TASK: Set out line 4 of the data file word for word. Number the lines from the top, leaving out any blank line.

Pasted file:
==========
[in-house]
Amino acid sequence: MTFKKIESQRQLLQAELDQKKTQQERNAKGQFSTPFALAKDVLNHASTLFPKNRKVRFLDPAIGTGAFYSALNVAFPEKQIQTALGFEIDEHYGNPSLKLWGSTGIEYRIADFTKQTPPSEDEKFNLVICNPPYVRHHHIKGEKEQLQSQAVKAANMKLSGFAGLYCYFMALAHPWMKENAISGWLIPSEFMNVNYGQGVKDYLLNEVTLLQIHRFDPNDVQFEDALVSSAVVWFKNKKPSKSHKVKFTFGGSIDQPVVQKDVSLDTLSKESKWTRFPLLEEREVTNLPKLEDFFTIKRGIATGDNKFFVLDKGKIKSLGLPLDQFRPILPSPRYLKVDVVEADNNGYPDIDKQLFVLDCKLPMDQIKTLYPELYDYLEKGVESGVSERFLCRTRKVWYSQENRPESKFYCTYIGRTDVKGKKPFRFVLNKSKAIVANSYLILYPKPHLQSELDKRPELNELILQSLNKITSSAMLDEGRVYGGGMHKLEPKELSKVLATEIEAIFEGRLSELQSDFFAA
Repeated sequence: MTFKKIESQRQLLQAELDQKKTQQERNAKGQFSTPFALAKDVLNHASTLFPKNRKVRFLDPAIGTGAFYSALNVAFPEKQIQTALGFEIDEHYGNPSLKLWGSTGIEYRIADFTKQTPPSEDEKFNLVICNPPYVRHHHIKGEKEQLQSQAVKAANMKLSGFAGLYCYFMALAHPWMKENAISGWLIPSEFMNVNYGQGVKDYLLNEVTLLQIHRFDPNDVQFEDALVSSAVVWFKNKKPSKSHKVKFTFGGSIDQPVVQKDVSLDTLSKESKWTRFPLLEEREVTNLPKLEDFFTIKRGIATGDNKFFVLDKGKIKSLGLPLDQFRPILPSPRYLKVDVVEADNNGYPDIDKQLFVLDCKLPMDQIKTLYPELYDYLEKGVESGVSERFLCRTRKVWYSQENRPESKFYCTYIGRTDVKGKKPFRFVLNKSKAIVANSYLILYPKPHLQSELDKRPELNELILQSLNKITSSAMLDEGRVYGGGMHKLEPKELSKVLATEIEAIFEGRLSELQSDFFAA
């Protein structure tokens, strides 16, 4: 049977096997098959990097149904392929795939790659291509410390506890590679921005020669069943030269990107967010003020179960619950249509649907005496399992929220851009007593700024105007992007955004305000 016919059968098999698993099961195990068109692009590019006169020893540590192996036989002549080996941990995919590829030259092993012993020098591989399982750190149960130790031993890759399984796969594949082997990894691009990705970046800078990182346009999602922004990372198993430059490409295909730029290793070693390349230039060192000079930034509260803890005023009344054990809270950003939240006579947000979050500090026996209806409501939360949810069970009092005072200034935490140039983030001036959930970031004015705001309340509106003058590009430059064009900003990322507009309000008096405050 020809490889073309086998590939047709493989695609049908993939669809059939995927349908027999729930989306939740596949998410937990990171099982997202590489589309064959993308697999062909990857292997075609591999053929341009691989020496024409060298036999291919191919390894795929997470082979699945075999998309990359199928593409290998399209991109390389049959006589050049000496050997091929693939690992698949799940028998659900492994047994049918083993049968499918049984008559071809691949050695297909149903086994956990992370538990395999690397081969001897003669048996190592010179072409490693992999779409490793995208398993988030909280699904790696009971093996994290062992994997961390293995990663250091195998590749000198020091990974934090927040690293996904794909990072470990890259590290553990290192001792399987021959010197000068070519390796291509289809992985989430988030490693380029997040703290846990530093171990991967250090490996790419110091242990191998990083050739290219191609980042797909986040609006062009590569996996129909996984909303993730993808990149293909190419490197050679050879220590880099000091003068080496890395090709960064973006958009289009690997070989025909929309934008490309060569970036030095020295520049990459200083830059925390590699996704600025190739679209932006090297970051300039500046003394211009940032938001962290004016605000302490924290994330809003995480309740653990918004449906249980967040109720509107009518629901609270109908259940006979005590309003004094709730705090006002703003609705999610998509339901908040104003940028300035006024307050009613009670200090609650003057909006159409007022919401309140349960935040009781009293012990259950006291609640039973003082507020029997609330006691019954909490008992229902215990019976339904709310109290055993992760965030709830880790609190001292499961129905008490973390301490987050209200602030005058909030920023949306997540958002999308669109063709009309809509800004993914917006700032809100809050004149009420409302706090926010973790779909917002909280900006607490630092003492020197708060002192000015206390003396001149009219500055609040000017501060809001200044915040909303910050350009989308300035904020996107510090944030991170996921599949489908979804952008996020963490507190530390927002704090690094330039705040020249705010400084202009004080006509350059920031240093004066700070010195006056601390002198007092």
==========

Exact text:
């Protein structure tokens, strides 16, 4: 049977096997098959990097149904392929795939790659291509410390506890590679921005020669069943030269990107967010003020179960619950249509649907005496399992929220851009007593700024105007992007955004305000 016919059968098999698993099961195990068109692009590019006169020893540590192996036989002549080996941990995919590829030259092993012993020098591989399982750190149960130790031993890759399984796969594949082997990894691009990705970046800078990182346009999602922004990372198993430059490409295909730029290793070693390349230039060192000079930034509260803890005023009344054990809270950003939240006579947000979050500090026996209806409501939360949810069970009092005072200034935490140039983030001036959930970031004015705001309340509106003058590009430059064009900003990322507009309000008096405050 020809490889073309086998590939047709493989695609049908993939669809059939995927349908027999729930989306939740596949998410937990990171099982997202590489589309064959993308697999062909990857292997075609591999053929341009691989020496024409060298036999291919191919390894795929997470082979699945075999998309990359199928593409290998399209991109390389049959006589050049000496050997091929693939690992698949799940028998659900492994047994049918083993049968499918049984008559071809691949050695297909149903086994956990992370538990395999690397081969001897003669048996190592010179072409490693992999779409490793995208398993988030909280699904790696009971093996994290062992994997961390293995990663250091195998590749000198020091990974934090927040690293996904794909990072470990890259590290553990290192001792399987021959010197000068070519390796291509289809992985989430988030490693380029997040703290846990530093171990991967250090490996790419110091242990191998990083050739290219191609980042797909986040609006062009590569996996129909996984909303993730993808990149293909190419490197050679050879220590880099000091003068080496890395090709960064973006958009289009690997070989025909929309934008490309060569970036030095020295520049990459200083830059925390590699996704600025190739679209932006090297970051300039500046003394211009940032938001962290004016605000302490924290994330809003995480309740653990918004449906249980967040109720509107009518629901609270109908259940006979005590309003004094709730705090006002703003609705999610998509339901908040104003940028300035006024307050009613009670200090609650003057909006159409007022919401309140349960935040009781009293012990259950006291609640039973003082507020029997609330006691019954909490008992229902215990019976339904709310109290055993992760965030709830880790609190001292499961129905008490973390301490987050209200602030005058909030920023949306997540958002999308669109063709009309809509800004993914917006700032809100809050004149009420409302706090926010973790779909917002909280900006607490630092003492020197708060002192000015206390003396001149009219500055609040000017501060809001200044915040909303910050350009989308300035904020996107510090944030991170996921599949489908979804952008996020963490507190530390927002704090690094330039705040020249705010400084202009004080006509350059920031240093004066700070010195006056601390002198007092």